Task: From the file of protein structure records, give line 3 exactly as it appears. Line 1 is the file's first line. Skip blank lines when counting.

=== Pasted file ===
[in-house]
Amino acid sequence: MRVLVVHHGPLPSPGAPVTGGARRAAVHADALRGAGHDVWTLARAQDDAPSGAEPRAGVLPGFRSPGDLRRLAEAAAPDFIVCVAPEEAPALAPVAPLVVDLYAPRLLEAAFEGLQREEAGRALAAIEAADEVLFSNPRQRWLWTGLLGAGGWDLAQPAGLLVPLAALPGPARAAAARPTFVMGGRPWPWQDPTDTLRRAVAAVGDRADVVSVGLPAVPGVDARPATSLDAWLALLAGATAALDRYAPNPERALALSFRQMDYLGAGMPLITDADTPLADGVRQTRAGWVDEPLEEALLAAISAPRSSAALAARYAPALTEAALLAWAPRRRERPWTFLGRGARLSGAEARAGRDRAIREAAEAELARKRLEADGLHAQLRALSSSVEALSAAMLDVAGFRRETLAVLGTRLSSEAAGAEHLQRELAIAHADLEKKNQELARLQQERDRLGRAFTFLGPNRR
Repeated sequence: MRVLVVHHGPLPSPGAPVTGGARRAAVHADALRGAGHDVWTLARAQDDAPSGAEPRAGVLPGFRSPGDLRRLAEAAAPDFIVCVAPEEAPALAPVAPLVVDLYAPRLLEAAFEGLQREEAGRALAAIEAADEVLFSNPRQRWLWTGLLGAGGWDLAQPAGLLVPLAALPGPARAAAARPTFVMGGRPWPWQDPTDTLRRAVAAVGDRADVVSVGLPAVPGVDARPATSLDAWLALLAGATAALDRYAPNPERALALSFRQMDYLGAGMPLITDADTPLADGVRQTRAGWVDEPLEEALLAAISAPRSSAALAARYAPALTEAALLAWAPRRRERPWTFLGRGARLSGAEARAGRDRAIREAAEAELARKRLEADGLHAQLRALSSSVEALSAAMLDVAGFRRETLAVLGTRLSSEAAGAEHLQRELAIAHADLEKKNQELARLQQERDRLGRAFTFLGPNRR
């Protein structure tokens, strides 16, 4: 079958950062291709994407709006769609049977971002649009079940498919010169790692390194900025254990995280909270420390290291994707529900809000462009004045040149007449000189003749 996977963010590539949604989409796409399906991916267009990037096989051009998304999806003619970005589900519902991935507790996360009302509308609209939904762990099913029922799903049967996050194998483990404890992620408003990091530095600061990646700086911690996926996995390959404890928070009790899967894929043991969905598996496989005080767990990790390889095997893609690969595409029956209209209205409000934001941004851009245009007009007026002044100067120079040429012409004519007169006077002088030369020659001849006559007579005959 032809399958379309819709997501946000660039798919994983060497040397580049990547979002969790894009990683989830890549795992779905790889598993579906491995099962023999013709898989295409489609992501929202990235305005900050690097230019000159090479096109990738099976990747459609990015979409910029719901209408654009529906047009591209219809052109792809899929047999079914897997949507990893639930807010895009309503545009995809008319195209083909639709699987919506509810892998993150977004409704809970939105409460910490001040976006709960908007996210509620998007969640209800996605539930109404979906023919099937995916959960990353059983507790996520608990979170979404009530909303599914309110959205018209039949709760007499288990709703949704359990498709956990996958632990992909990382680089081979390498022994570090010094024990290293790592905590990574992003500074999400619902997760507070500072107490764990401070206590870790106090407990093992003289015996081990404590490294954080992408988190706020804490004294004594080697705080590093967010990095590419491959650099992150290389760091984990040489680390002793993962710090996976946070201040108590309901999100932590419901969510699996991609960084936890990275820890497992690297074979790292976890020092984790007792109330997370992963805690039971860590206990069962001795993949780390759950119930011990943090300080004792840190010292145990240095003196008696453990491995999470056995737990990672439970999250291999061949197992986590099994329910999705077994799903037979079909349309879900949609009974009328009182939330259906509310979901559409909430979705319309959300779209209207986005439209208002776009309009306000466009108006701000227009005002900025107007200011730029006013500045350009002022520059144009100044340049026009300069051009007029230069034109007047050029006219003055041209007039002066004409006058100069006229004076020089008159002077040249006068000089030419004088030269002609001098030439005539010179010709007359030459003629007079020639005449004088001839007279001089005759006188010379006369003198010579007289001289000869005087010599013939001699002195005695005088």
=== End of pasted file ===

Repeated sequence: MRVLVVHHGPLPSPGAPVTGGARRAAVHADALRGAGHDVWTLARAQDDAPSGAEPRAGVLPGFRSPGDLRRLAEAAAPDFIVCVAPEEAPALAPVAPLVVDLYAPRLLEAAFEGLQREEAGRALAAIEAADEVLFSNPRQRWLWTGLLGAGGWDLAQPAGLLVPLAALPGPARAAAARPTFVMGGRPWPWQDPTDTLRRAVAAVGDRADVVSVGLPAVPGVDARPATSLDAWLALLAGATAALDRYAPNPERALALSFRQMDYLGAGMPLITDADTPLADGVRQTRAGWVDEPLEEALLAAISAPRSSAALAARYAPALTEAALLAWAPRRRERPWTFLGRGARLSGAEARAGRDRAIREAAEAELARKRLEADGLHAQLRALSSSVEALSAAMLDVAGFRRETLAVLGTRLSSEAAGAEHLQRELAIAHADLEKKNQELARLQQERDRLGRAFTFLGPNRR